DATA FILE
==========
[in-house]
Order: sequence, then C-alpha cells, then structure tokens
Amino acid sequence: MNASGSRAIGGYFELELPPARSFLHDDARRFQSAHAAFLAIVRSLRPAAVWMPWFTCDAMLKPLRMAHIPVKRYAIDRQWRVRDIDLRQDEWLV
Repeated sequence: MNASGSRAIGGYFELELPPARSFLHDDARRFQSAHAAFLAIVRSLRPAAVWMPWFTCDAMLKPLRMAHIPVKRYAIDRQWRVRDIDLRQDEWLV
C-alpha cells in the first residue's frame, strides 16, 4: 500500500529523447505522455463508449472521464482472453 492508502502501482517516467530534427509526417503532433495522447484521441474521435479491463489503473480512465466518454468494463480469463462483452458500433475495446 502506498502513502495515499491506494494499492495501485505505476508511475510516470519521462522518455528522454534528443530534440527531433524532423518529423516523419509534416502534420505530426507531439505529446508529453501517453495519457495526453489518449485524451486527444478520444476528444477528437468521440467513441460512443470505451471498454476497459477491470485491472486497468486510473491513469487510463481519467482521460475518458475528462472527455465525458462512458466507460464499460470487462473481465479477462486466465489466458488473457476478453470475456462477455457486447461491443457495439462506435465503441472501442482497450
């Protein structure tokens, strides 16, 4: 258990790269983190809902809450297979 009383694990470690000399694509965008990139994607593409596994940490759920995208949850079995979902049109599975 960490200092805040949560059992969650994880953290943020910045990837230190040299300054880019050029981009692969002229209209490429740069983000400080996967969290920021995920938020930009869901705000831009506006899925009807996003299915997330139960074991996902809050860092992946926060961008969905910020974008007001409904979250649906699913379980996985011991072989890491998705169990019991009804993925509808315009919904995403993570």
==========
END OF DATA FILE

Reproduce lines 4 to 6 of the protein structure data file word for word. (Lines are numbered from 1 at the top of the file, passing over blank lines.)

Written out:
Repeated sequence: MNASGSRAIGGYFELELPPARSFLHDDARRFQSAHAAFLAIVRSLRPAAVWMPWFTCDAMLKPLRMAHIPVKRYAIDRQWRVRDIDLRQDEWLV
C-alpha cells in the first residue's frame, strides 16, 4: 500500500529523447505522455463508449472521464482472453 492508502502501482517516467530534427509526417503532433495522447484521441474521435479491463489503473480512465466518454468494463480469463462483452458500433475495446 502506498502513502495515499491506494494499492495501485505505476508511475510516470519521462522518455528522454534528443530534440527531433524532423518529423516523419509534416502534420505530426507531439505529446508529453501517453495519457495526453489518449485524451486527444478520444476528444477528437468521440467513441460512443470505451471498454476497459477491470485491472486497468486510473491513469487510463481519467482521460475518458475528462472527455465525458462512458466507460464499460470487462473481465479477462486466465489466458488473457476478453470475456462477455457486447461491443457495439462506435465503441472501442482497450
């Protein structure tokens, strides 16, 4: 258990790269983190809902809450297979 009383694990470690000399694509965008990139994607593409596994940490759920995208949850079995979902049109599975 960490200092805040949560059992969650994880953290943020910045990837230190040299300054880019050029981009692969002229209209490429740069983000400080996967969290920021995920938020930009869901705000831009506006899925009807996003299915997330139960074991996902809050860092992946926060961008969905910020974008007001409904979250649906699913379980996985011991072989890491998705169990019991009804993925509808315009919904995403993570």